One of his earliest tasks was to take the night bus from Toronto to Buffalo and return with photos from wire services UPI and Reuters in time for the Star's afternoon edition. As he looked at photos that poured in from around the world, Lennon decided he would become a photographer.
He moonlighted, honing his skills shooting weddings and birthdays.
When the paper finally decided to hire in-house photographers - rather than contracting the work to a photo agency - Lennon was among the first chosen. His career at the Star, which lasted until 1990, spanned the use of large-format box cameras all the way to the digital age.
Henderson says Lennon specialized in, and perfected, "honesty type pictures" that captured the expressions and moments of life that often get missed.
Lennon wore his heart on his sleeve and was sympathetic to the downtrodden, but he was also tough when it came to getting the photo he wanted. He took all kinds of photos, from crime to human interest and politics. But his passion remained photographing sports - especially hockey and football.
Lennon's son Kevin fondly recalls accompanying his father to Maple Leaf Gardens to help set up lights before Saturday night games. Later, controversial Leafs owner Harold Ballard temporarily banned Lennon from the Gardens for taking a photo of his companion, Yolanda - an incident Lennon wore as a badge of honour.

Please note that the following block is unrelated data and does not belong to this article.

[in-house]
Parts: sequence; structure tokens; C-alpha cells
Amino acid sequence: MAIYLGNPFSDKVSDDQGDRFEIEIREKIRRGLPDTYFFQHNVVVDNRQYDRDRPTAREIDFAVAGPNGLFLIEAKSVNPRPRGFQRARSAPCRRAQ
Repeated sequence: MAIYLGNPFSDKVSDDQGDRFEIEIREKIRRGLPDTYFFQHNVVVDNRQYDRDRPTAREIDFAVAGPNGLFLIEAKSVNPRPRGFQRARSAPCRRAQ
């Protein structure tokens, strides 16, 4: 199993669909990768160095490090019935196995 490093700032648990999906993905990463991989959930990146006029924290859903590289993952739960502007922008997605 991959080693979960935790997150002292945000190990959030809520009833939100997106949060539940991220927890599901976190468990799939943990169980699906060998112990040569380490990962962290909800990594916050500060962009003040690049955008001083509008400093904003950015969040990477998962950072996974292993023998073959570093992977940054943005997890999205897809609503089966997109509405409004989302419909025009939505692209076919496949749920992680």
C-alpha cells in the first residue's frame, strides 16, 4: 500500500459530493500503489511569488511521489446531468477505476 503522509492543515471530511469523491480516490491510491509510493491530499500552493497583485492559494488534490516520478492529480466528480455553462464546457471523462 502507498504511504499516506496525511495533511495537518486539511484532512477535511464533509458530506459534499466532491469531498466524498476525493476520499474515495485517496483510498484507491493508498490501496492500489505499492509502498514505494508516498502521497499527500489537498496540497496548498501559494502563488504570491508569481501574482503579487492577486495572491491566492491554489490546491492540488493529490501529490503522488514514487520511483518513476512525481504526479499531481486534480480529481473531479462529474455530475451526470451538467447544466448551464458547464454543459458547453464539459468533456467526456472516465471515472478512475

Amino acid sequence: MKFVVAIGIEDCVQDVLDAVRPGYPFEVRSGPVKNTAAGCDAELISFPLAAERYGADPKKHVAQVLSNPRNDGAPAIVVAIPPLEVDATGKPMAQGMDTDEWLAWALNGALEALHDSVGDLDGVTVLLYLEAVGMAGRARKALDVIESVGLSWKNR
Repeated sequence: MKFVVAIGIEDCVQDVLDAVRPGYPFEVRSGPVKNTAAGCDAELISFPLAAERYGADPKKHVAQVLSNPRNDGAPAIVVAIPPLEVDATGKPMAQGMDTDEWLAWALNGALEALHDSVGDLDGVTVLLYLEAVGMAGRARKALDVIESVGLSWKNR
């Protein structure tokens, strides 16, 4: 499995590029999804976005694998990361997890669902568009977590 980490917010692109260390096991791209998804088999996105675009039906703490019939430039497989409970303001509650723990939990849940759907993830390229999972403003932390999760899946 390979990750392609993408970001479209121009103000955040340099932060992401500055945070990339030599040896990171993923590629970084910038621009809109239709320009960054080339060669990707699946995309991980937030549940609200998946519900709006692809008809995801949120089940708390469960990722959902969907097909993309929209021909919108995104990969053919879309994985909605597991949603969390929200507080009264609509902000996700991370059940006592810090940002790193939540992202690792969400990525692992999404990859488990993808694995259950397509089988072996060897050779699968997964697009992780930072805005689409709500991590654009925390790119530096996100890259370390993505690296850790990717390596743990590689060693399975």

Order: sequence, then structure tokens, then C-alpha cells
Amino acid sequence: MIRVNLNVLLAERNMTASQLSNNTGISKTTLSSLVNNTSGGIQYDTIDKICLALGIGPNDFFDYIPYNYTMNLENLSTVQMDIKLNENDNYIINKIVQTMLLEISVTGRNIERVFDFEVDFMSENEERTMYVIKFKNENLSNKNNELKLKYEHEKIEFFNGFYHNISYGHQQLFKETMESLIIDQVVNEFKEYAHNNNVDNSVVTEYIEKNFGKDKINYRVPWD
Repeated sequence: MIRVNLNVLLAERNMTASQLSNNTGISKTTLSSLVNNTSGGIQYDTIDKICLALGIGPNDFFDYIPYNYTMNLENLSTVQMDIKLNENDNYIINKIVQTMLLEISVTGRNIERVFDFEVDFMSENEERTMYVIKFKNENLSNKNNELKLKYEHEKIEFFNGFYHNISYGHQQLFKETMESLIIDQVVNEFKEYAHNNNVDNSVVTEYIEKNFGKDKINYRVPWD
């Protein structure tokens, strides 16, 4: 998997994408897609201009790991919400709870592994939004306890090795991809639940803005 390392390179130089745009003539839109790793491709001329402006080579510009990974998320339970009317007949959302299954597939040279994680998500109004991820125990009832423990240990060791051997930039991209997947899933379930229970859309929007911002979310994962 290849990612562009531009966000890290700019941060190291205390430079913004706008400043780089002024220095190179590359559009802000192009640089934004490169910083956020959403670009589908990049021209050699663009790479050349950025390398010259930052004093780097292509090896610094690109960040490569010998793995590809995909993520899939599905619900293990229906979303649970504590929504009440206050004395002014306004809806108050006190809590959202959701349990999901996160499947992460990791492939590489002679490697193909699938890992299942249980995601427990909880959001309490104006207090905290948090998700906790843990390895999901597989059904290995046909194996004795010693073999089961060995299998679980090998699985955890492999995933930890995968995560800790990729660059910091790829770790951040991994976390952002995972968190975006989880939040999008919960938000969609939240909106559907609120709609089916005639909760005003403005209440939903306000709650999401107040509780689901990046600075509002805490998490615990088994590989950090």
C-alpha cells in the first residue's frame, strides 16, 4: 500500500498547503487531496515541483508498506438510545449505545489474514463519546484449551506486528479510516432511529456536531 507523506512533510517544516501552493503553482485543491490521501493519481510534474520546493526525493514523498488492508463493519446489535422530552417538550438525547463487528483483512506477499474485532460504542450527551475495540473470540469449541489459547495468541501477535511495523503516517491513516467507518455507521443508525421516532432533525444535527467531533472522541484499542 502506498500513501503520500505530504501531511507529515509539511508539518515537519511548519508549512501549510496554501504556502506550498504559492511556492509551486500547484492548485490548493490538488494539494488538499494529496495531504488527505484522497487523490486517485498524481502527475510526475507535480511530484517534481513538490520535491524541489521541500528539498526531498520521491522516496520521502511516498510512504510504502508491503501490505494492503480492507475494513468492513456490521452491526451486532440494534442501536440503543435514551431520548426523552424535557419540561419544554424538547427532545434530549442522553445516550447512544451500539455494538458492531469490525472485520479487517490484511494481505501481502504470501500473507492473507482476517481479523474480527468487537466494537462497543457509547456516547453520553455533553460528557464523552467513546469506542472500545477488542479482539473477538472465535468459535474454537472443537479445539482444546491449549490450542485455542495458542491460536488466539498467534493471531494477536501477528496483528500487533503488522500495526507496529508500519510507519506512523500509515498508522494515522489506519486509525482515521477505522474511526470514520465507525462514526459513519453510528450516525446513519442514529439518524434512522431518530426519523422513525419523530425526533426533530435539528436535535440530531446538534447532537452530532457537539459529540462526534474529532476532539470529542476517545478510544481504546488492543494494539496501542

"Everybody knew Frank Lennon's corner," at the Gardens, said Kevin.
"I didn't believe people got paid to do what he did," said Kevin, describing the always-chattering police radio in his father's car. "Everywhere he went, he seemed to charm people into getting the shot he wanted."
Another former Star photo editor, Fred Ross, said Lennon represented an early generation of photographers trained with bulky cameras able to take one photo every six seconds. Getting "the" picture was difficult. In contrast, today's digital cameras can produce up to 20 frames per second, leaving nothing to chance.
"Skill involving timing and anticipation were extremely important (to get the photo) and Lennon was the master of both," says Ross.
Lennon was among the early sports photographers who took live- action photos using available light, allowing him to roam the arena for the best shot.
Paul Henderson, who became a friend of Lennon in later years, said he always marvelled at how this "humble, decent and compassionate" man was so lucky.
"Some guys do their job, but this guy, it was a love affair," said the hockey great. "Loving what you do tends to make you very fortunate."